Navigating Cyril Project No. 3 : Continued Navigation…

The search or ‘navigating’ continue, the story continues:

  • Cyril Rowland Edmonds was born in 1921, second son of Cyril & Jessie May (née Rowland) Edmonds, of Portland House, Matlock Bath.
  • In his late teens Cyril Rowland Edmonds had a relationship with local girl Mary Allen daughter of a property developer, printer and local politician John Allen.  In  July 1939 a child Michael was born, Cyril would have been 18 years old.
  • Cyril and Mary’s relationship was ‘hushed up’ with both families eager to push the affair under the carpet and out of collective local memory. Michael was, to all intents, adopted by his maternal grandmother Emma; Mary – formerly a florist – was sent to work in the munitions factories in Derby; and Cyril joined the Royal Naval Volunteer Reserve.
  • Mary was my paternal grandmother.
  • Michael my dad.
  • On 7th February 1944 Cyril joined HMS Macaw, a Fleet Air Arm transit camp built on the land of Wellbank Farm, Eskmeals, Bootle, Cumberland. It was home to 900 people at its height and gave final training to young pilots who had previously trained in the USA or Canada. Mid-war the numbers of pilots being sent to USA/Canada for initial training had increased to such a degree that a transit camp was needed in the UK to act as a half-way house for pilots going to, and returning from North America. A few miles north of Millom in Cumberland was the Ministry of Supply workers’ camp at Wellbank, originally used by to house construction staff for the Royal Ordnance shell filling establishment at Bootle. The site was requisitioned by the Navy and, from November 1943 became HMS Macaw, often known as Bootle Station.
  • $_35
  • On the 9th February (or perhaps March?) 1944 he married Edna Minerva Rainsbury of Ednaston at Brailsford Parish Church.
  • In April 1944 he left HMS Macaw and joined 772 Squadron as a Fleet Air Arm pilot at HMS Landrail and Royal Naval Air Station, Machrihanish, Argyllshire for two months.
  • In June 1944 aged 22 yrs. he joined 759 Squadron FAA at HMS Heron the RN Air Station, Yeovilton, Somerset.
  • 759 Naval Air Squadron [NAS] was first formed on 1st November 1939 at Eastleigh, as a Fighter School and aircraft pool unit. Its original inventory included; 9 Blackburn Skuas, 5 Blackburn Rocs and 4 Gloster Sea Gladiators. On 1st December it absorbed 769 NAS and became the Fleet Fighter School. On 16th September 1940, the Squadron moved to RNAS Yeovilton, and soon began to receive examples of the Grumman Martlet, Fairey Fulmar and Miles Master, with the Sea Hurricane also arriving at Yeovilton in 1941.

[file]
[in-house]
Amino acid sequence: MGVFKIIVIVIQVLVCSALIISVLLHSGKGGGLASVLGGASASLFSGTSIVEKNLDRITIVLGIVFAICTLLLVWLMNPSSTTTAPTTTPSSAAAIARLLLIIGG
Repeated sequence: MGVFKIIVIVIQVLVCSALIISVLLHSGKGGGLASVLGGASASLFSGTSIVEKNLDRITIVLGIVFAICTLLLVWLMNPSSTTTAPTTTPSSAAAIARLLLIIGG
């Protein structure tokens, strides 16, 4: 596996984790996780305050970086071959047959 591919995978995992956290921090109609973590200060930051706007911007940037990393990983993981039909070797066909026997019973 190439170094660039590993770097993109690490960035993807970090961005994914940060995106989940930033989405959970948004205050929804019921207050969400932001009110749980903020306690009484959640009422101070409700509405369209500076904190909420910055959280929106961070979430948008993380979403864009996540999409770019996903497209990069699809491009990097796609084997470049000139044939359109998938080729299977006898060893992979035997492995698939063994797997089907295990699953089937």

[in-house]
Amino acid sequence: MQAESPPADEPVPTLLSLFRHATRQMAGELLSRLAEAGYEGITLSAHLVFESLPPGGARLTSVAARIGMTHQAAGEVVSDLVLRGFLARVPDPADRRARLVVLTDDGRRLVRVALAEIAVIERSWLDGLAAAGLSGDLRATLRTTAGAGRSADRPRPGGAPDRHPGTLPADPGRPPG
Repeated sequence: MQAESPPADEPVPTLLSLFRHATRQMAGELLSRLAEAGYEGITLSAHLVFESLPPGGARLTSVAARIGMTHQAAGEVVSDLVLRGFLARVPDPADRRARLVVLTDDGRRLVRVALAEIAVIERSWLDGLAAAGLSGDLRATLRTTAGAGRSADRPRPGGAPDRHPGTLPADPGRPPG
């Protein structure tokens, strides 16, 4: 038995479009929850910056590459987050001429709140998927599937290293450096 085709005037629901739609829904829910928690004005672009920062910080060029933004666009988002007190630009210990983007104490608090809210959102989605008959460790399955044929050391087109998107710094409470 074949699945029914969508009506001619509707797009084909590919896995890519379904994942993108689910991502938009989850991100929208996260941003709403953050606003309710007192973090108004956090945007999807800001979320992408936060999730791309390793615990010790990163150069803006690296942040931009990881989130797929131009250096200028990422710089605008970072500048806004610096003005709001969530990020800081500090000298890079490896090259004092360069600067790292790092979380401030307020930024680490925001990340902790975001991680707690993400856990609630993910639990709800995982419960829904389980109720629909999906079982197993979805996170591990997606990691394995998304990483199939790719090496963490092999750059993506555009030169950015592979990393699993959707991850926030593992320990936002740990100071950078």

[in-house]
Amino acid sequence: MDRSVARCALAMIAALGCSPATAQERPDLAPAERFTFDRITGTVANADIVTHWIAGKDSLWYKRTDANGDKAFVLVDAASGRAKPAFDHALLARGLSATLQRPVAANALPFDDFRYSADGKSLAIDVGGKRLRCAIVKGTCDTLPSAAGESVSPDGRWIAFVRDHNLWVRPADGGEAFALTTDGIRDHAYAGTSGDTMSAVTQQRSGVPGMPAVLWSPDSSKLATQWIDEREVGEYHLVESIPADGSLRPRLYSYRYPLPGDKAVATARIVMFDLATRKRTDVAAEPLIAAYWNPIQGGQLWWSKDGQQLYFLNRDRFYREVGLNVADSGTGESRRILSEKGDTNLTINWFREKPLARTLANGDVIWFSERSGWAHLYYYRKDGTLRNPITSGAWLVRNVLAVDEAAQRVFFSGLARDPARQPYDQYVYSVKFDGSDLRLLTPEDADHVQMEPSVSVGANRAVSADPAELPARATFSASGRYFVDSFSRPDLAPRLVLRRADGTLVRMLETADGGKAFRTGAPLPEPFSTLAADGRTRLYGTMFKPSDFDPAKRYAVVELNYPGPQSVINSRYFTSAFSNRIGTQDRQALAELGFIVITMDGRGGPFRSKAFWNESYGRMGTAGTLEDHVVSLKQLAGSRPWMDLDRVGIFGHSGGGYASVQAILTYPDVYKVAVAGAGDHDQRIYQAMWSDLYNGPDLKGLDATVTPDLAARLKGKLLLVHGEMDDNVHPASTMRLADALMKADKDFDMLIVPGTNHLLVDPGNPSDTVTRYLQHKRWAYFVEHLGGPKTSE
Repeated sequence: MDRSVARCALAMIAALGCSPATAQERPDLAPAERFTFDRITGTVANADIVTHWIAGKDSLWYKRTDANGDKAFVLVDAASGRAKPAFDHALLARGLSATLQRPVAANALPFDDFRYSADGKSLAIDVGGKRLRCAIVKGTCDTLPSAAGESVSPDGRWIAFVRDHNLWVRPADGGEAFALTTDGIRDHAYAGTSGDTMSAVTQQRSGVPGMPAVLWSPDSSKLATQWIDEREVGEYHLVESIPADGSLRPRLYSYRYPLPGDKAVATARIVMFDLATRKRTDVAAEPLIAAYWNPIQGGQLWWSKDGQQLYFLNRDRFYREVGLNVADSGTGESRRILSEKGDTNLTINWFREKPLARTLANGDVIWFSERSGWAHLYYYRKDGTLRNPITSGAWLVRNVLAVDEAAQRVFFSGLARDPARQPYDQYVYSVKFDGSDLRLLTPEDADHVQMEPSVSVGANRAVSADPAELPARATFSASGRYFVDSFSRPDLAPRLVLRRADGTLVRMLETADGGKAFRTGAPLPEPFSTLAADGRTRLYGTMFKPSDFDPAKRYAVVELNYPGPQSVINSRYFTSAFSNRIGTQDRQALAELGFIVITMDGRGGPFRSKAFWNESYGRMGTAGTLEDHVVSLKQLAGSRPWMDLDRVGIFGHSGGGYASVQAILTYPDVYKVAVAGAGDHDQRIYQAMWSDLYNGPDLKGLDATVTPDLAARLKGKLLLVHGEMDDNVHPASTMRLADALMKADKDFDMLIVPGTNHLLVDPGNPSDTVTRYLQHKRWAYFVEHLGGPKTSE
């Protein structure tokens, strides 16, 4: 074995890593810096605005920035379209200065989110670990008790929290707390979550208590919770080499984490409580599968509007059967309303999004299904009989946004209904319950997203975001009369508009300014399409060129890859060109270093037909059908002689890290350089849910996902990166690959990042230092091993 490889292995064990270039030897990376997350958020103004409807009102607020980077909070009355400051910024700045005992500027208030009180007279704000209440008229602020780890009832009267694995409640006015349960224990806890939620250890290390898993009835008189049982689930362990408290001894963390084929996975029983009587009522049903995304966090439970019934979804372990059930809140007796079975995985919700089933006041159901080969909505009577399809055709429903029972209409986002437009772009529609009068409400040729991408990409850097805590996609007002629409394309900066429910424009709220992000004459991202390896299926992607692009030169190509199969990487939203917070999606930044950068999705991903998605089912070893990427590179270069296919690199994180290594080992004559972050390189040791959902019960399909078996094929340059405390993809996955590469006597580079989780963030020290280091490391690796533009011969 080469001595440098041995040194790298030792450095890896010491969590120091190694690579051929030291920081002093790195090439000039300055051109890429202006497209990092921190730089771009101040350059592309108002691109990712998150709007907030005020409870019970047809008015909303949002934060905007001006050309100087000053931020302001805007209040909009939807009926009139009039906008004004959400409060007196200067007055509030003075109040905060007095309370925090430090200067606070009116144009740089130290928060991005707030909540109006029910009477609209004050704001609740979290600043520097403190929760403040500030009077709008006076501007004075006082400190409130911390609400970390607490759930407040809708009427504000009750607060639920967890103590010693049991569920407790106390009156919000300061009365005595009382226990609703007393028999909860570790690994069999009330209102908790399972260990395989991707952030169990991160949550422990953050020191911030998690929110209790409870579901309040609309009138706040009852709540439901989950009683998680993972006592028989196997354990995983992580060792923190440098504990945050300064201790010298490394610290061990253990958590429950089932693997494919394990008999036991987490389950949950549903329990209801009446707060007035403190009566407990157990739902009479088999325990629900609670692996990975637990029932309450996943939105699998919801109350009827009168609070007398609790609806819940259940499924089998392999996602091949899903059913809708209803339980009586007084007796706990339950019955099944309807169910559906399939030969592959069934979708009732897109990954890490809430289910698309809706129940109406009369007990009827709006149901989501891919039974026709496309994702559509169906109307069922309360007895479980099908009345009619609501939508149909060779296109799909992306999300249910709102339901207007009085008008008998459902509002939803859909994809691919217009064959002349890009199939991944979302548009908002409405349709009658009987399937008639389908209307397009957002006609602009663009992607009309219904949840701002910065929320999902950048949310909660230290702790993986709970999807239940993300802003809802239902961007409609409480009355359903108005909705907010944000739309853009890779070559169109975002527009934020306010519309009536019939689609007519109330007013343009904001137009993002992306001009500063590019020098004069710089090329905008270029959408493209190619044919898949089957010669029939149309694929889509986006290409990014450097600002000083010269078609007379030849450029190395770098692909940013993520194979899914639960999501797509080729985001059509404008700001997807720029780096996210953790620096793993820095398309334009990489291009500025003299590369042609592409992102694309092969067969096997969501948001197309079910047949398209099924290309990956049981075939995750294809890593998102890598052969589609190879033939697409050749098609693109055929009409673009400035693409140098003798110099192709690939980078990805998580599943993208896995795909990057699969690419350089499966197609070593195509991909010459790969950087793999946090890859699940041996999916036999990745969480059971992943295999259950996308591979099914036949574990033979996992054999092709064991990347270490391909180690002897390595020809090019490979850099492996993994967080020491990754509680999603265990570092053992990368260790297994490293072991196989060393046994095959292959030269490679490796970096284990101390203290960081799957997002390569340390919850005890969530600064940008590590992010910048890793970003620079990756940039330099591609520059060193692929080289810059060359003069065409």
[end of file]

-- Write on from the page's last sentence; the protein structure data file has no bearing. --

• In 1943 it became a part of the Naval Air Fighter School as the advanced flying training component, and by the middle of that year it had a fleet of over 100 aircraft.
  • Cyril was promoted to the rank of Sub-Lieutenant (A) on 24th June 1944.
  • seafire mk11c

    The Seafire F Mk IIc which was based on the Spitfire Vc. The Vc had several refinements over the Spitfire Vb. Apart from the modifications included in the main batch of Seafire Ibs this version incorporated catapult spools, and a single slinging lug on either side of the fuselage, just behind the engine bulkhead. Three subtypes were produced, the F Mk IIc and FR Mk IIc (fighter reconnaissance), powered by a Merlin 46, and the L Mk IIc powered by a low altitude Merlin 32 specifically manufactured for naval use. This version of the Merlin used a “cropped” supercharger impellor to provide greater power at low altitudes than the standard engines; delivering 1,585 hp (1,182 kW) at 2,750 ft (838 m). Both engine models drove a four bladed 10 ft 9 in (3.28 m) diameter Rotol propeller. Because this version used the “C” wing the Hispano cannon were fed from a 120-round belt magazine, otherwise the armament was the same as that of the Ib; the FR also carried two F24 cameras. After trials of Rocket Assisted Take Off Gear (RATOG) apparatus (small rocket engines which could be attached to the fuselage or wings of aircraft to help shorten the take-off run) in February 1943, this equipment became a standard fitting available for all Seafires. The IIc was the first of the Seafires to be deployed operationally in large numbers, with Supermarine building 262 and 110 being built by Westland.

  • He died one day later, on 25th June 1944 flying a Seafire on authorised low flying training. He crashed into the ground nr. Pennard Hill, Shepton Mallet.
  • His body was returned to Matlock Bath where he was buried at Holy Trinity Church.
  • Mary Allen was not allowed to attend his funeral, but watched from behind a large beech tree outside the church boundary.
  • Mary would meet a Alfred Holt, a soldier convelescing at the Royal Hotel Matlock Bath.
  • They fell in love, married, and Alfred ‘Taffy’ adopted Michael.
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